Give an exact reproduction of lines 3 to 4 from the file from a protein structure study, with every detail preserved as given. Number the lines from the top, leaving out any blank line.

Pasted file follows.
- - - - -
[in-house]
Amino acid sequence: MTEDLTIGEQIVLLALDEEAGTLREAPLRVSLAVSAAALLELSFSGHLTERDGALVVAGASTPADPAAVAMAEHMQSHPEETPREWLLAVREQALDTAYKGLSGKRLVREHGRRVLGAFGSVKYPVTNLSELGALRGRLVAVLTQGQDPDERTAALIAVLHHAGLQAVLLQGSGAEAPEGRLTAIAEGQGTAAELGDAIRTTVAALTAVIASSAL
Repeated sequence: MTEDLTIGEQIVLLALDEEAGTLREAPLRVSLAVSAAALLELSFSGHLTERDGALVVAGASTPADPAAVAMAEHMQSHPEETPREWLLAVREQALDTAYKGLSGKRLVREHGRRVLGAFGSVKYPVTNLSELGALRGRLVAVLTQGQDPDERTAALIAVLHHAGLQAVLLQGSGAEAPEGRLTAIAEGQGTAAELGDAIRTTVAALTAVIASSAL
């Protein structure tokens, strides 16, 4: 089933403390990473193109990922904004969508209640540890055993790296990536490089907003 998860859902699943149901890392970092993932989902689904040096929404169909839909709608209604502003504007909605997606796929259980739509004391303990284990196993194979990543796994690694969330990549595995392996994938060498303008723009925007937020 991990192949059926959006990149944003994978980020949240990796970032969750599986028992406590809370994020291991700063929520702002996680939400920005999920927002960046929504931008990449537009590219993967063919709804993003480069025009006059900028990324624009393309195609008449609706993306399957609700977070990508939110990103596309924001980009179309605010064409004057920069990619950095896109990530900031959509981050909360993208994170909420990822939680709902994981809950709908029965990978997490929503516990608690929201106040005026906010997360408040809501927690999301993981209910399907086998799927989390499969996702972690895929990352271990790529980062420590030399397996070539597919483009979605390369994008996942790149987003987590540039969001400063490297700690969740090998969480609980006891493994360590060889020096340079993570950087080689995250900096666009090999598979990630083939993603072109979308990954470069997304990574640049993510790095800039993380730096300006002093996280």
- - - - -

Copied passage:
Repeated sequence: MTEDLTIGEQIVLLALDEEAGTLREAPLRVSLAVSAAALLELSFSGHLTERDGALVVAGASTPADPAAVAMAEHMQSHPEETPREWLLAVREQALDTAYKGLSGKRLVREHGRRVLGAFGSVKYPVTNLSELGALRGRLVAVLTQGQDPDERTAALIAVLHHAGLQAVLLQGSGAEAPEGRLTAIAEGQGTAAELGDAIRTTVAALTAVIASSAL
């Protein structure tokens, strides 16, 4: 089933403390990473193109990922904004969508209640540890055993790296990536490089907003 998860859902699943149901890392970092993932989902689904040096929404169909839909709608209604502003504007909605997606796929259980739509004391303990284990196993194979990543796994690694969330990549595995392996994938060498303008723009925007937020 991990192949059926959006990149944003994978980020949240990796970032969750599986028992406590809370994020291991700063929520702002996680939400920005999920927002960046929504931008990449537009590219993967063919709804993003480069025009006059900028990324624009393309195609008449609706993306399957609700977070990508939110990103596309924001980009179309605010064409004057920069990619950095896109990530900031959509981050909360993208994170909420990822939680709902994981809950709908029965990978997490929503516990608690929201106040005026906010997360408040809501927690999301993981209910399907086998799927989390499969996702972690895929990352271990790529980062420590030399397996070539597919483009979605390369994008996942790149987003987590540039969001400063490297700690969740090998969480609980006891493994360590060889020096340079993570950087080689995250900096666009090999598979990630083939993603072109979308990954470069997304990574640049993510790095800039993380730096300006002093996280």